Otto Preminger hated the Production Censor Code and was the person most responsible for breaking it with his 1953 movie 'The Moon is Blue'. The Production Code refused to pass the movie unless some words were cut and told Preminger without approval the film would never get shown. There was so much news press over the film that the limited number of theaters that did show the film turned in a huge profit which proved to film makers that the approval of the Production Code was NOT needed. That's all thanks to Otto Preminger.


He was drawn to the novel Anatomy of a Murder as he knew he could further push the envelope and get in banned words like sperm, rape, etc... and further piss off the Production Code. At the time the movie was controversial and James Stewart's own father took out a full page newspaper ad urging people not to see the movie as it was 'obscene'.

If you guys get a chance to see this on the 2 disc Criterion DVD set there's an excellent documentary on Otto Preminger and the making of Anatomy of a Murder.



The world doesn't owe you a damn thing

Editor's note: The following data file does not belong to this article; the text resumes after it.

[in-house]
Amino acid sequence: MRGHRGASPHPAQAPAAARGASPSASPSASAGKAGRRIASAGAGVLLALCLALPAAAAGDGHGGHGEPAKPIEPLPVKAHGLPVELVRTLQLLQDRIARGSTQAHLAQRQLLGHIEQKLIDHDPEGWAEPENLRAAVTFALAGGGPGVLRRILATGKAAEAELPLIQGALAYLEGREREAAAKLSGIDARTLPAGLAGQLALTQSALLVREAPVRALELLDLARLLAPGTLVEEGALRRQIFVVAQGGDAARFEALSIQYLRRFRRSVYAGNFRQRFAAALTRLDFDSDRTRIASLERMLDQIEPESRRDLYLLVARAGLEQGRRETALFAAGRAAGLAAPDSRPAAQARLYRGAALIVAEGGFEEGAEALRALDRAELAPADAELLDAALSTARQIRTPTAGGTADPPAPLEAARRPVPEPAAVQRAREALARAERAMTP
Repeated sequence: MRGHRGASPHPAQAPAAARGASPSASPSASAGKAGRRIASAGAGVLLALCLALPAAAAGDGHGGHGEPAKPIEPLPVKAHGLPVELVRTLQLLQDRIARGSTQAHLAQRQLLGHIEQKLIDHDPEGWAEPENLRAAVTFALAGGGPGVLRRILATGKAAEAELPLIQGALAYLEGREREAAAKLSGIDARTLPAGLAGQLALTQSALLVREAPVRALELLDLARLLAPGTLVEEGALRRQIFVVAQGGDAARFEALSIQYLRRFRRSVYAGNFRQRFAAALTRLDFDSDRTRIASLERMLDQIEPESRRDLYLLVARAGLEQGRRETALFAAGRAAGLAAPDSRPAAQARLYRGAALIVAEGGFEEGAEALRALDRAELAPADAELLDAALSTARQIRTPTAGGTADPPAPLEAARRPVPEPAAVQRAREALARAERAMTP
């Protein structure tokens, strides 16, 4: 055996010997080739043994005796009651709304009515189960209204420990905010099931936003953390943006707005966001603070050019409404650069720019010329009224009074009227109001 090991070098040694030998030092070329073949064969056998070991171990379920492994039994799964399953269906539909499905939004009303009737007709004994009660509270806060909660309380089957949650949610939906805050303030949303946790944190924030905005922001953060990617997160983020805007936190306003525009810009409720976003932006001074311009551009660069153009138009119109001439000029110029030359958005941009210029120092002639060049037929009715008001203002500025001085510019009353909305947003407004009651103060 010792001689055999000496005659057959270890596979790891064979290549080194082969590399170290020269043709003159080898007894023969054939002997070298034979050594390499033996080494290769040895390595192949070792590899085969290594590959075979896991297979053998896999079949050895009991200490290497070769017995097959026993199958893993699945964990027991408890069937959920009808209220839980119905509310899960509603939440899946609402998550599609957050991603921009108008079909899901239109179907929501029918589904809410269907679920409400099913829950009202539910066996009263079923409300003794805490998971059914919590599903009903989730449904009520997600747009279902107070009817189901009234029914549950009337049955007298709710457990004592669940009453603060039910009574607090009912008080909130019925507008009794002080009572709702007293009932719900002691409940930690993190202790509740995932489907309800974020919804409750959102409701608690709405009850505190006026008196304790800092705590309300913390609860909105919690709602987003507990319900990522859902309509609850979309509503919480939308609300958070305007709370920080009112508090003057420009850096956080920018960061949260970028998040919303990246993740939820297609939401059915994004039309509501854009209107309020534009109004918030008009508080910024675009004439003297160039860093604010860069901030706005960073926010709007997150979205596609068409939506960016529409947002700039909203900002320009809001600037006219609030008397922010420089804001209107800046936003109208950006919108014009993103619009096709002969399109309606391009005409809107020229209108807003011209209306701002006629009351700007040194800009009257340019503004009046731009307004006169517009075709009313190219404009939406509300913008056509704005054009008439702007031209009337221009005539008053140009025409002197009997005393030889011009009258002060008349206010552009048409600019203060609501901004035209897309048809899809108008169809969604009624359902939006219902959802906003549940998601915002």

@rauldc14





Le Trou aka The Hole

Without realizing it, I've done two of @Nathaniel's nominations in a row. Both french, and both I rather enjoyed seeing.
For this one, the director, Becker, an assistant to Renoir during the 30's does a splendid job of creating tension and a more realistic visitation into the penal system by using a story based on a true incident. Along with having three of the actual prisoners from the attempted escape as technical assistance and having one, Roland, playing himself in the film as well.

While prison films are almost a genre upon itself, Becker ignores the usual tropes of cruel guards or volatile prisoners and we find a closed camaraderie accompanied by some truly inventive means to dig their way out. I was continually impressed by the way they created tools and props to hide what they were doing. As well as delving into the manual labor necessary to get through cement and rock to an escape route.

All of this culminating into the attempt and the betrayal which, adding an additional of stunned surprise when it ends moments later.
An excellent ending to quite an excellent film!



Weird is relative.
The Man from Earth (2007)



This was my third viewing, I believe. The first time I saw this, I fell in love with the 7th Symphony, 2nd Movement of Beethoven which featured in the soundtrack. (Shortly after that, I had watched The Fall from Tarsem Singh, and it was in that too!)

The one thing this movie seems to be known for is "the guy that said he's Jesus." Now, over ten years since it came out, I can refer to it as such and people who are more casual moviegoers than me know what I'm talking about. I guess it gathered something of a cult following.

It's definitely not perfect and the dialogue and reactions of the other professors were sometimes cringeworthy, and it had the style of a low-budget p*rno without the actual sex.